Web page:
The National Institute of Environmental Health Sciences has provided a comprehensive description of Endocrine Disruptors:
“Endocrine disruptors are chemicals that may interfere with the body’s endocrine system and produce adverse developmental, reproductive, neurological, and immune effects in both humans and wildlife. A wide range of substances, both natural and man-made, are thought to cause endocrine disruption, including pharmaceuticals, dioxin and dioxin-like compounds, polychlorinated biphenyls, DDT and other pesticides, and plasticizers such as bisphenol A. Endocrine disruptors may be found in many everyday products– including plastic bottles, metal food cans, detergents, flame retardants, food, toys, cosmetics, and pesticides. The NIEHS supports studies to determine whether exposure to endocrine disruptors may result in human health effects including lowered fertility and an increased incidence of endometriosis and some cancers. Research shows that endocrine disruptors may pose the greatest risk during prenatal and early postnatal development when organ and neural systems are forming.” (Source)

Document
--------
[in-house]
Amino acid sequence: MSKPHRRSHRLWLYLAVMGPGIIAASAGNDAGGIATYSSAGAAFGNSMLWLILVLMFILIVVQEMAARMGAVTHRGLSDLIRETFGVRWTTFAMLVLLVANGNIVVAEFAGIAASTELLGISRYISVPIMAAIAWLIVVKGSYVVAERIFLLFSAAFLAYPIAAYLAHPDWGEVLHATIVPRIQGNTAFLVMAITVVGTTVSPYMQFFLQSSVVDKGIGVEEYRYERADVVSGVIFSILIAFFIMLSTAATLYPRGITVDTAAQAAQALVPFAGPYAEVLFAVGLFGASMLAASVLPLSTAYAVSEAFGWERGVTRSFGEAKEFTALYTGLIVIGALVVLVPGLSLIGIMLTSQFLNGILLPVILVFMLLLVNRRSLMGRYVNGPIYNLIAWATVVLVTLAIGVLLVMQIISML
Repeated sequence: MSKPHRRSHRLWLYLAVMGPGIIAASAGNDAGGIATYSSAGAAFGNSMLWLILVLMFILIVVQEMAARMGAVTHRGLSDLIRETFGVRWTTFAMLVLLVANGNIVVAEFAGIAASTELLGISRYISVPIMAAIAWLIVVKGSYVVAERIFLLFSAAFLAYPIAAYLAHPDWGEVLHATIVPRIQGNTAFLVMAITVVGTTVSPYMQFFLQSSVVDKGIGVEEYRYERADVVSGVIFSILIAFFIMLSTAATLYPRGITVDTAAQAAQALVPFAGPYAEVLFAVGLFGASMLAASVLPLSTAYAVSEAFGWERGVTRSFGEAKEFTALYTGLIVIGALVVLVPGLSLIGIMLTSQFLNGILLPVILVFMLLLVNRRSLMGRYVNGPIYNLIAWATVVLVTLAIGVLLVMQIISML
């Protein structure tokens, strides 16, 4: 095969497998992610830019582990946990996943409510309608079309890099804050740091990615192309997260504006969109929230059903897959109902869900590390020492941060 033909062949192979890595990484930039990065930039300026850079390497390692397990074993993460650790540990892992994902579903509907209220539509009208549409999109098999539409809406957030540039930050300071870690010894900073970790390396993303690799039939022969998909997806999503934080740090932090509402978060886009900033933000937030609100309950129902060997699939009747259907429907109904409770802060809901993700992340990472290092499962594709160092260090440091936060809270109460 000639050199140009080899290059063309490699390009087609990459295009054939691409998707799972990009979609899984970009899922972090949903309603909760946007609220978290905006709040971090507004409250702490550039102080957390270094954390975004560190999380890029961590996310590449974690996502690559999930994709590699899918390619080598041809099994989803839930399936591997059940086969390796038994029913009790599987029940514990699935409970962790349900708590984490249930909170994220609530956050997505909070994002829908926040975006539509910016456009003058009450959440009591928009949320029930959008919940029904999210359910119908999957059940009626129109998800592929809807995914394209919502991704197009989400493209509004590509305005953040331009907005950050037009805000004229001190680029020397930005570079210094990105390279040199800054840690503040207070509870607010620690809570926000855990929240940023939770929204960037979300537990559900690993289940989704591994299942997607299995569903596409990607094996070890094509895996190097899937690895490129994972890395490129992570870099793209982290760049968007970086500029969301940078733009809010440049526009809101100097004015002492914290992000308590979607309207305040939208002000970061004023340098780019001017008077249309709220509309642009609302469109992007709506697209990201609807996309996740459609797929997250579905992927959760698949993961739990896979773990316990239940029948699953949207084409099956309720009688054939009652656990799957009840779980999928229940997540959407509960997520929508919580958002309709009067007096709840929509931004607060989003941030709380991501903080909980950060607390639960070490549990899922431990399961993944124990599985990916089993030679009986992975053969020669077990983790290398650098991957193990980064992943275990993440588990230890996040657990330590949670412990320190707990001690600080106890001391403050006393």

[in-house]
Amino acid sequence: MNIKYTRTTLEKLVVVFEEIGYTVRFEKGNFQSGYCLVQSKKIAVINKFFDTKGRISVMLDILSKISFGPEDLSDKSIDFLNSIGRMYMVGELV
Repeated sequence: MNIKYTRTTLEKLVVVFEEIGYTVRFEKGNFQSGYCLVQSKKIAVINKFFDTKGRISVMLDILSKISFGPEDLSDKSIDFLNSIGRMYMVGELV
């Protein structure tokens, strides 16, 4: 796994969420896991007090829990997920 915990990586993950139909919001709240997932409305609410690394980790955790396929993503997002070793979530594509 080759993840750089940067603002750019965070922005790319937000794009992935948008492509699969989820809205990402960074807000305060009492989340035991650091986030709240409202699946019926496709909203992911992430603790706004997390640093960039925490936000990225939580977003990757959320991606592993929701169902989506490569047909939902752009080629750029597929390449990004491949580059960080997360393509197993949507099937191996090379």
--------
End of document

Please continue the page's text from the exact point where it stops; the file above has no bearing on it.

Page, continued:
Endocrine disruptors can:
- Mimic or partly mimic naturally occurring hormones in the body like estrogens (the female sex hormone), androgens (the male sex hormone), and thyroid hormones, potentially producing overstimulation.
- Bind to a receptor within a cell and block the endogenous hormone from binding. The normal signal then fails to occur and the body fails to respond properly. Examples of chemicals that block or antagonize hormones are anti-estrogens and anti-androgens.
- Interfere or block the way natural hormones or their receptors are made or controlled, for example, by altering their metabolism in the liver. (Source)
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